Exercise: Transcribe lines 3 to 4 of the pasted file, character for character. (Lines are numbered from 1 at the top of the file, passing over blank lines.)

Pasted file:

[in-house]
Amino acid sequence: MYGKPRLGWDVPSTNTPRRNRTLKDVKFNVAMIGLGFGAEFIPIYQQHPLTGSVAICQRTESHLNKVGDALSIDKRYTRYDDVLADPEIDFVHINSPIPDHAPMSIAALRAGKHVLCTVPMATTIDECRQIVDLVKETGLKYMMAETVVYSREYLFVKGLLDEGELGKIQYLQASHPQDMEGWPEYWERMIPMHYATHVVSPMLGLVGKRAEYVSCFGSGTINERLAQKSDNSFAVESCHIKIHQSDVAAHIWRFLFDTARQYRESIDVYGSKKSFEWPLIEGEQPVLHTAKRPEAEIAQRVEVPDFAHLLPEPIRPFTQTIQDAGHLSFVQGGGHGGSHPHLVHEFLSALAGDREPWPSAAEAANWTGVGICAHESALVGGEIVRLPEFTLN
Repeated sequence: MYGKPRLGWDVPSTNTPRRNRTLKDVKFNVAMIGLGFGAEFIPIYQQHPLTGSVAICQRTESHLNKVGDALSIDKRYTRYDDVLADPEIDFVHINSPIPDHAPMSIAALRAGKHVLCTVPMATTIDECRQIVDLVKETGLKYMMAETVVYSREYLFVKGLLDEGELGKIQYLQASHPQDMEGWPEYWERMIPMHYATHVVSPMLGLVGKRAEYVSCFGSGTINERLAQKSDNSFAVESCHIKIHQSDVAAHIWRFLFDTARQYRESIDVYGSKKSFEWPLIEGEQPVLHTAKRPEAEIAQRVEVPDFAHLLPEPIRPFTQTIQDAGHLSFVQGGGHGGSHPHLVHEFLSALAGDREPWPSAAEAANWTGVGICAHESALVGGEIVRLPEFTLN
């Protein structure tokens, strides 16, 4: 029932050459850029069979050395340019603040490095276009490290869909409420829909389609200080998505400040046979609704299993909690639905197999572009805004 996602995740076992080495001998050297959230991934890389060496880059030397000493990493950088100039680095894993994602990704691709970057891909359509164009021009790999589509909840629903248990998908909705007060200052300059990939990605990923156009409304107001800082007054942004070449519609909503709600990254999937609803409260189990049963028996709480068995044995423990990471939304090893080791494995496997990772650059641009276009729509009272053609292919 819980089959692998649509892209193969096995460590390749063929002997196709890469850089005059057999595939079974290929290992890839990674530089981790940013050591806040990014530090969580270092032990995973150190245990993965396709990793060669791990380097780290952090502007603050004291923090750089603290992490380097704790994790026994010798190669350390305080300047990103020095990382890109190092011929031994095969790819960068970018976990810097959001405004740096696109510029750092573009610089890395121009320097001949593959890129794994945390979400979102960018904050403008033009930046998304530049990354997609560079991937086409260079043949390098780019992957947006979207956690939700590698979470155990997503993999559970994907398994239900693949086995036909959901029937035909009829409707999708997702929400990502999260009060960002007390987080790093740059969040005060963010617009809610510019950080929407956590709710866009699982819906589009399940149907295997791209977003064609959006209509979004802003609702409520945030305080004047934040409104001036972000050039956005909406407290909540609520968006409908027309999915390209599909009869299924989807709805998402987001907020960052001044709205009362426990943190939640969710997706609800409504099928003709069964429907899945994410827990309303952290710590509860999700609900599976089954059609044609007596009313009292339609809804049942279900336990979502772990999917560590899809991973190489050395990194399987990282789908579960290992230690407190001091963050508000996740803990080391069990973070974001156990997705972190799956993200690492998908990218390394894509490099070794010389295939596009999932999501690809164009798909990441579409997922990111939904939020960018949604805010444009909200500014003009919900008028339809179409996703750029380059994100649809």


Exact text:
Repeated sequence: MYGKPRLGWDVPSTNTPRRNRTLKDVKFNVAMIGLGFGAEFIPIYQQHPLTGSVAICQRTESHLNKVGDALSIDKRYTRYDDVLADPEIDFVHINSPIPDHAPMSIAALRAGKHVLCTVPMATTIDECRQIVDLVKETGLKYMMAETVVYSREYLFVKGLLDEGELGKIQYLQASHPQDMEGWPEYWERMIPMHYATHVVSPMLGLVGKRAEYVSCFGSGTINERLAQKSDNSFAVESCHIKIHQSDVAAHIWRFLFDTARQYRESIDVYGSKKSFEWPLIEGEQPVLHTAKRPEAEIAQRVEVPDFAHLLPEPIRPFTQTIQDAGHLSFVQGGGHGGSHPHLVHEFLSALAGDREPWPSAAEAANWTGVGICAHESALVGGEIVRLPEFTLN
């Protein structure tokens, strides 16, 4: 029932050459850029069979050395340019603040490095276009490290869909409420829909389609200080998505400040046979609704299993909690639905197999572009805004 996602995740076992080495001998050297959230991934890389060496880059030397000493990493950088100039680095894993994602990704691709970057891909359509164009021009790999589509909840629903248990998908909705007060200052300059990939990605990923156009409304107001800082007054942004070449519609909503709600990254999937609803409260189990049963028996709480068995044995423990990471939304090893080791494995496997990772650059641009276009729509009272053609292919 819980089959692998649509892209193969096995460590390749063929002997196709890469850089005059057999595939079974290929290992890839990674530089981790940013050591806040990014530090969580270092032990995973150190245990993965396709990793060669791990380097780290952090502007603050004291923090750089603290992490380097704790994790026994010798190669350390305080300047990103020095990382890109190092011929031994095969790819960068970018976990810097959001405004740096696109510029750092573009610089890395121009320097001949593959890129794994945390979400979102960018904050403008033009930046998304530049990354997609560079991937086409260079043949390098780019992957947006979207956690939700590698979470155990997503993999559970994907398994239900693949086995036909959901029937035909009829409707999708997702929400990502999260009060960002007390987080790093740059969040005060963010617009809610510019950080929407956590709710866009699982819906589009399940149907295997791209977003064609959006209509979004802003609702409520945030305080004047934040409104001036972000050039956005909406407290909540609520968006409908027309999915390209599909009869299924989807709805998402987001907020960052001044709205009362426990943190939640969710997706609800409504099928003709069964429907899945994410827990309303952290710590509860999700609900599976089954059609044609007596009313009292339609809804049942279900336990979502772990999917560590899809991973190489050395990194399987990282789908579960290992230690407190001091963050508000996740803990080391069990973070974001156990997705972190799956993200690492998908990218390394894509490099070794010389295939596009999932999501690809164009798909990441579409997922990111939904939020960018949604805010444009909200500014003009919900008028339809179409996703750029380059994100649809």